You can play a variant of Black Orchestra where you need to kill a certain number of the deputies before taking on Hitler, but this always felt like an extra layer of difficulty that the game just didn’t need. Trying to avoid characters who can be moved by random events is already challenge enough.
Are we the Baddies?
Black Orchestra is based on historic events. All of the characters you get to play as in this game were involved historically in attempts to bring down Hitler.
However, whilst times of war can lead to “the enemy of my enemy is my friend” thinking, it’s worth remembering who these people really were. Most of them were Nazis. Most of them did some pretty awful things.
Admiral Canaris is the man who suggested that Jews be made to wear a Star of David for easy identification. Tresckow authorised the mass abduction of Polish and Ukrainian children for forced labour. Von Stauffenberg was contemptuous of Polish Jews and Kordt was a Soviet agent.
Even amongst those who consistently opposed Hitler many, like Beck, did so from simple military pragmatism, believing that Germany was not able/ready to defeat the combined strength of the Allies, rather than taking a moral stand against him.
Aside from always trying to play as Dietrich Bonhoffer (or Sophie Scholl if you pick up the recently kickstarted expansion), it’s probably best not to get too attached to your character in Black Orchestra.
History repeats itself: First as tragedy, then as farce
The Fuhrer Ascendant
I’ve already praised the level of historical detail and accuracy in Black Orchestra: the game is meticulously researched, and that research is deftly translated into game mechanics.
However, we know how WWII played out – in 1942 things looked pretty bleak. If you don’t manage to assassinate Hitler within the first 2 or 3 stages of the game, it’s virtually pointless trying to try during 4 and 5 as Hitler’s Military support soars on the back of successful campaigns in Africa, the Balkans and Russia.
If you can survive long enough, then by stage 6 or 7, Hitler’s Military Support is likely to be at a low ebb, and your chances of being able to muster enough success are greatly increased. At that point though, it starts to feel like a bit of a hollow victory: Hitler may be dead, but so are 6 million Jews, and history tells us that it’s only a few weeks until he would have done the job himself.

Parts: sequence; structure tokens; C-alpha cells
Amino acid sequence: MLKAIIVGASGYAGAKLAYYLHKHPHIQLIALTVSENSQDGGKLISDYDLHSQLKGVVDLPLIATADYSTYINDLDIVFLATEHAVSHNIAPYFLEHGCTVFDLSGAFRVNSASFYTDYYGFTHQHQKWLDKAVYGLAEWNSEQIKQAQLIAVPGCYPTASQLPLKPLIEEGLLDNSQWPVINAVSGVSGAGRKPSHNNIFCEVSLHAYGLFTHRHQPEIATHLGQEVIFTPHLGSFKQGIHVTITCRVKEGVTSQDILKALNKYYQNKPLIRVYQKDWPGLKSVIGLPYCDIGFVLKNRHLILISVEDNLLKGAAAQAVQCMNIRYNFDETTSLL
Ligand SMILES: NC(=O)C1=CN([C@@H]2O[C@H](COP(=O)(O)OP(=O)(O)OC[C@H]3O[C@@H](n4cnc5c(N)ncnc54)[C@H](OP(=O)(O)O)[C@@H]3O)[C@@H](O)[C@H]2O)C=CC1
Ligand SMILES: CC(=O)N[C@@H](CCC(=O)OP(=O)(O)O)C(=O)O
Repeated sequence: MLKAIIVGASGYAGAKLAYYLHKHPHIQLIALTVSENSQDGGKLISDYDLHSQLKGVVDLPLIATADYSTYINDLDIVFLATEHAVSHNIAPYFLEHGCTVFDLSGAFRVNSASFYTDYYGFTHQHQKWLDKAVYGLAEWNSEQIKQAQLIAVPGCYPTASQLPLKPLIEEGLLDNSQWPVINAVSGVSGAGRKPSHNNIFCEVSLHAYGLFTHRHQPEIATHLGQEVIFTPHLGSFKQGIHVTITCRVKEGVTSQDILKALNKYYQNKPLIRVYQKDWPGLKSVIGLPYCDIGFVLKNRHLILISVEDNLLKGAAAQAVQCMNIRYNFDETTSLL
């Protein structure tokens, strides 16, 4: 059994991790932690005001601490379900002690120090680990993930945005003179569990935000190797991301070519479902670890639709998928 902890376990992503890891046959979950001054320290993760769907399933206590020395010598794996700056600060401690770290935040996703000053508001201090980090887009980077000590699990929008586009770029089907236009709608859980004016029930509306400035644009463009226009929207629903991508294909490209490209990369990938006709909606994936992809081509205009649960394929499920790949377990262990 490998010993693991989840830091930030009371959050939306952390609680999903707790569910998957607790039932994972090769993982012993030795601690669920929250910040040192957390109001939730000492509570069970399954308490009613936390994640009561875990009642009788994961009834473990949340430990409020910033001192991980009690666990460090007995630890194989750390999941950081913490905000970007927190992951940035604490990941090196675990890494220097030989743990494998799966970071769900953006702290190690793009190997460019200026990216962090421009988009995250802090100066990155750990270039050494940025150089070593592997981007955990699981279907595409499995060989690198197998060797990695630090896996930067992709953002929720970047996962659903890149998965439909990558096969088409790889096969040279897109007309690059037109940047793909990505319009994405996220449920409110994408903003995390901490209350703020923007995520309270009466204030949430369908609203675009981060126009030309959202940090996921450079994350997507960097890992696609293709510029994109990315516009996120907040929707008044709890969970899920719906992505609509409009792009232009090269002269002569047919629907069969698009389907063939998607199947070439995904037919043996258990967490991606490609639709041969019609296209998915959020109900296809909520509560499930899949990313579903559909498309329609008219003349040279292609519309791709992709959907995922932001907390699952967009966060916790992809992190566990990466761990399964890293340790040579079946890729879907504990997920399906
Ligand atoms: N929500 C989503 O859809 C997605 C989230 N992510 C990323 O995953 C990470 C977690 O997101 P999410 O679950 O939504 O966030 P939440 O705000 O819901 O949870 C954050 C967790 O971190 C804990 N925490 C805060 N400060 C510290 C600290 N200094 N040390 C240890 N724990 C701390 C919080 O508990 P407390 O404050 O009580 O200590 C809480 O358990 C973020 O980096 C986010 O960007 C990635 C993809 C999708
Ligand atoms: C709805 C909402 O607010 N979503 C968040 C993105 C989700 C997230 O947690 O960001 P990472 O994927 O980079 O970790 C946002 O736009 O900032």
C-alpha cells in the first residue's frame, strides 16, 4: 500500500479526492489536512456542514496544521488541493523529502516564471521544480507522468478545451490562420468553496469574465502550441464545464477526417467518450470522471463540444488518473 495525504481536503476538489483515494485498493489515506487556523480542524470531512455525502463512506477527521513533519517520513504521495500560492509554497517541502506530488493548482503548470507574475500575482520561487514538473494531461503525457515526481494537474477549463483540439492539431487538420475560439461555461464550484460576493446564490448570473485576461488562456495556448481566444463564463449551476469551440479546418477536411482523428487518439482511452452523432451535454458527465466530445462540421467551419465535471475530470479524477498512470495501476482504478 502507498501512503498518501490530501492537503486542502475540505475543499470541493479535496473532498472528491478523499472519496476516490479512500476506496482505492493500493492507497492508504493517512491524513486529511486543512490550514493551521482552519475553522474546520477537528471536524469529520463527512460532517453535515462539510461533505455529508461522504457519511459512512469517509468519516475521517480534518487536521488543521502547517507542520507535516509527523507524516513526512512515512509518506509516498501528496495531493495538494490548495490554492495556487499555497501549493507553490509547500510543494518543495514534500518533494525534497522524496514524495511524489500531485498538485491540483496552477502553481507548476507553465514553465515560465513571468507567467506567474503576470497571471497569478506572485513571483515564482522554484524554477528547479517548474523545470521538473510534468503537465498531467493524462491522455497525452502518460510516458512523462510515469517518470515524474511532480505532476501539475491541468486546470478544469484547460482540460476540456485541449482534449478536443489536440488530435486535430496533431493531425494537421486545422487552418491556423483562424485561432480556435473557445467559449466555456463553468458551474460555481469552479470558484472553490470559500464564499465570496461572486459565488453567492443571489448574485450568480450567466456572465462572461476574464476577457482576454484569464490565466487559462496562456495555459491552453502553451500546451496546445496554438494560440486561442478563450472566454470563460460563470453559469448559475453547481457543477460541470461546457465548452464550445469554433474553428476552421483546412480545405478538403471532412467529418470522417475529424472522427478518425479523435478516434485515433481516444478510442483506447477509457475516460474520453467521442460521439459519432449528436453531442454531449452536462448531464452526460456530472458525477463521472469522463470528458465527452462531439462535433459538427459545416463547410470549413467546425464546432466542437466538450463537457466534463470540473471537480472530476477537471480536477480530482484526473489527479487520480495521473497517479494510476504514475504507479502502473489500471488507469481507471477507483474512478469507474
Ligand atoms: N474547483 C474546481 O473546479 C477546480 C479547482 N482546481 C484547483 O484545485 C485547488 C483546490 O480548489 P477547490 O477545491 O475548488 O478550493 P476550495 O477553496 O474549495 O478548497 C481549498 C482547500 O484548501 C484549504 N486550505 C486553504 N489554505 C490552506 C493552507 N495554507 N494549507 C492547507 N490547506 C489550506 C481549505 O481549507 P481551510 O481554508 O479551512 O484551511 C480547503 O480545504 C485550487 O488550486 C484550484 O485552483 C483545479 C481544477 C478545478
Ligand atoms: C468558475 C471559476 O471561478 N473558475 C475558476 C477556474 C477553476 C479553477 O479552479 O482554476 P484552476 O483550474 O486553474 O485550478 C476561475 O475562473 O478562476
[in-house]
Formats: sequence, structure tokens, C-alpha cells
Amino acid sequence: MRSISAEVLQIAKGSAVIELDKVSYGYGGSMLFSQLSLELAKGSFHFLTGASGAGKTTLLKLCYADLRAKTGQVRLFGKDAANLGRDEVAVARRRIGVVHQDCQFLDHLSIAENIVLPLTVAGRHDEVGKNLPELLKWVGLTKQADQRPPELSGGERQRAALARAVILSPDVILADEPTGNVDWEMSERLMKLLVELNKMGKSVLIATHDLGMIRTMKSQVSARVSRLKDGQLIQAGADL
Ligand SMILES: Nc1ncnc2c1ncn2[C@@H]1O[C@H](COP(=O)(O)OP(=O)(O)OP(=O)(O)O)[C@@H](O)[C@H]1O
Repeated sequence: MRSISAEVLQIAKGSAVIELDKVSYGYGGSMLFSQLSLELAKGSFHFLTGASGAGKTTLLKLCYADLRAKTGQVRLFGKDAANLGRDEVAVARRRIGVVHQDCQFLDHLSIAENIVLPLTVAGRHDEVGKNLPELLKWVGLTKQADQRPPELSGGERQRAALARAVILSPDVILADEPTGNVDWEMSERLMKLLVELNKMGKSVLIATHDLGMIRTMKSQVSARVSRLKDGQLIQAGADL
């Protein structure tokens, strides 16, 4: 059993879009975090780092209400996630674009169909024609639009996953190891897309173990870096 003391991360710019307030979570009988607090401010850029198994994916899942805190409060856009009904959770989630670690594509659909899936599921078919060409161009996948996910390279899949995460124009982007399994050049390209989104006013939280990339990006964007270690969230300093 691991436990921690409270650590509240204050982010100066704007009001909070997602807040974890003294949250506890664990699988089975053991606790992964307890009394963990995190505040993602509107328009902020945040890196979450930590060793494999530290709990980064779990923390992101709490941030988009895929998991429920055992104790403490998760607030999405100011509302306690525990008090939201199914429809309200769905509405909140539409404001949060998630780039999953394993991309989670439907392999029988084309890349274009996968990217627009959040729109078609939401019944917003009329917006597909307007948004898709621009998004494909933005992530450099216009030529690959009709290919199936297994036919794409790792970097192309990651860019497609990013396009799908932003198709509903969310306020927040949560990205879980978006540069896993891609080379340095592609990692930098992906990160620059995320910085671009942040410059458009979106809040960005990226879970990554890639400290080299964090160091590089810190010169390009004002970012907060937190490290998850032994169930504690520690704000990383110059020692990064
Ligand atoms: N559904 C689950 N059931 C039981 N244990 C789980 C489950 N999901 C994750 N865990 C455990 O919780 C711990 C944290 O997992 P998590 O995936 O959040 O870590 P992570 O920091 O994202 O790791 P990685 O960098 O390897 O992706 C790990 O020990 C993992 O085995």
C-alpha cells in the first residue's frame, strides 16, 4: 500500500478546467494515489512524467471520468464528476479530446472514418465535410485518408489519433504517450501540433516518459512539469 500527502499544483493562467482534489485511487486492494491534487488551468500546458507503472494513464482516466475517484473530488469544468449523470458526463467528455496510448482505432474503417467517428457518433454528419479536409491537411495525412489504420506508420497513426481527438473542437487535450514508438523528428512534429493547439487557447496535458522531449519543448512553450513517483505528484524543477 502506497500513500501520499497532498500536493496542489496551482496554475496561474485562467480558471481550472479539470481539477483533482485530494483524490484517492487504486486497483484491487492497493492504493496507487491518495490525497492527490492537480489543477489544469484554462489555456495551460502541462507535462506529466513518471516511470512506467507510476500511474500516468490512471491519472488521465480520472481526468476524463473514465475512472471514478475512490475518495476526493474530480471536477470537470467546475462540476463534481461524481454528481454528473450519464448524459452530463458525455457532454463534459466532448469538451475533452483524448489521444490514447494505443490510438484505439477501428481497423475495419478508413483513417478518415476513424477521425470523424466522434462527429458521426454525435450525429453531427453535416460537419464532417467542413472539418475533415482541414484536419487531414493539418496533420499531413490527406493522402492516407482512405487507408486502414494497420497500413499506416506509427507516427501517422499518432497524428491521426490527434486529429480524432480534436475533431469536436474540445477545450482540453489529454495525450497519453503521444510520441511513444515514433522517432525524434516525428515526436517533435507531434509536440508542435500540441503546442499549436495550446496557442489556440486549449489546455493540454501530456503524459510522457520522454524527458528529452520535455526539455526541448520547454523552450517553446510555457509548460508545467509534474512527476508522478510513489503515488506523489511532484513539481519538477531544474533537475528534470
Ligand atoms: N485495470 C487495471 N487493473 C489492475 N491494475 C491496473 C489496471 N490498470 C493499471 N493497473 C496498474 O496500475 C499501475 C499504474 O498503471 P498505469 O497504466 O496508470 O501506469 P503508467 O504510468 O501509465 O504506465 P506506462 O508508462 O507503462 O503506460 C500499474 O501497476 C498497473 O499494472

Black Orchestra: Final Thoughts
Black Orchestra is a strange game. It’s beautifully produced, very well-researched, and does a good job of turning a dark theme into a game that is neither flippant like Secret Hitler, nor spirit-crushing like This War of Mine.
Mechanically it’s a bit of a strange mish-mash. There are elements of hand-management, pick-up and deliver and a few other things beside. At the end of the day though, it comes down to a roll of the dice. Or several rolls of the dice. You can play the perfect game and still lose.
Of course, it’s important to keep in mind that this is a historical game and, despite the best efforts of the Black Orchestra, Hitler wasn’t assassinated. Whether it be a pyrrhic victory in the last moments of the game, or a strange counter-factual where his death comes before the invasion of Poland, victory in this game is a departure from the norm.
For all the strengths of this game, it’s hard for me to give it a really high rating: ultimately it’s too random and (potentially) much too long for it to become a regular/favourite.
7/10 – well worth a play, but still a game with lots of issues.
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I'm an avid board and card-gamer, still trying to figure out where Board Gaming fits into life as the dad of a very grabby toddler.
I enjoy thematic games (Fantasy, Cthulhu, etc) and play a lot of cooperative games, along with a bit of competitive gaming (currently Legend of the Five Rings) when I can make it out of the house.
When not playing games, I can be found doing a mundane office job, or working on my own Blog, Fistful of Meeples.